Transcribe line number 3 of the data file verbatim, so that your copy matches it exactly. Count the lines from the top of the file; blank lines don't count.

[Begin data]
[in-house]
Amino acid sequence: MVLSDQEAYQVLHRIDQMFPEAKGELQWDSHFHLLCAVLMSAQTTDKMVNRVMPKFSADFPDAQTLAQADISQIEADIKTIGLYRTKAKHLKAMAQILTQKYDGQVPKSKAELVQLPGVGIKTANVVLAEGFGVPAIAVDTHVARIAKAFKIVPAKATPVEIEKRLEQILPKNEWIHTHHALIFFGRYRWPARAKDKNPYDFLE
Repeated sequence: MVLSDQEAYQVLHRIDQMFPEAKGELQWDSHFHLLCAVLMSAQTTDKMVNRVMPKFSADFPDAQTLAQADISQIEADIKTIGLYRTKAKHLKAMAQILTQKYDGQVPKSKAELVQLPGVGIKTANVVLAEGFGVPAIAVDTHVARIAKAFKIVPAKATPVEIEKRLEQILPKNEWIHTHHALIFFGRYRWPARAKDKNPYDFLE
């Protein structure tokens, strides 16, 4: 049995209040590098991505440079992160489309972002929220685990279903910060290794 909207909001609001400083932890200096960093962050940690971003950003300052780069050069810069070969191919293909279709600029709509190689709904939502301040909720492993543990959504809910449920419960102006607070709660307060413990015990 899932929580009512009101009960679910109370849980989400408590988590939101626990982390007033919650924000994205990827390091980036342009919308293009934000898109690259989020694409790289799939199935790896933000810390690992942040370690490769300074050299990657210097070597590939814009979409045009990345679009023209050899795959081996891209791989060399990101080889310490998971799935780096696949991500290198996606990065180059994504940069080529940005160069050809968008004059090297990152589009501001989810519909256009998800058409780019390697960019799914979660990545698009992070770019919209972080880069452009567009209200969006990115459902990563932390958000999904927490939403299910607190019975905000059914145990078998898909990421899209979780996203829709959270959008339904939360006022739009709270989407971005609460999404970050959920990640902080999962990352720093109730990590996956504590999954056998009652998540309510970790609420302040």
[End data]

Repeated sequence: MVLSDQEAYQVLHRIDQMFPEAKGELQWDSHFHLLCAVLMSAQTTDKMVNRVMPKFSADFPDAQTLAQADISQIEADIKTIGLYRTKAKHLKAMAQILTQKYDGQVPKSKAELVQLPGVGIKTANVVLAEGFGVPAIAVDTHVARIAKAFKIVPAKATPVEIEKRLEQILPKNEWIHTHHALIFFGRYRWPARAKDKNPYDFLE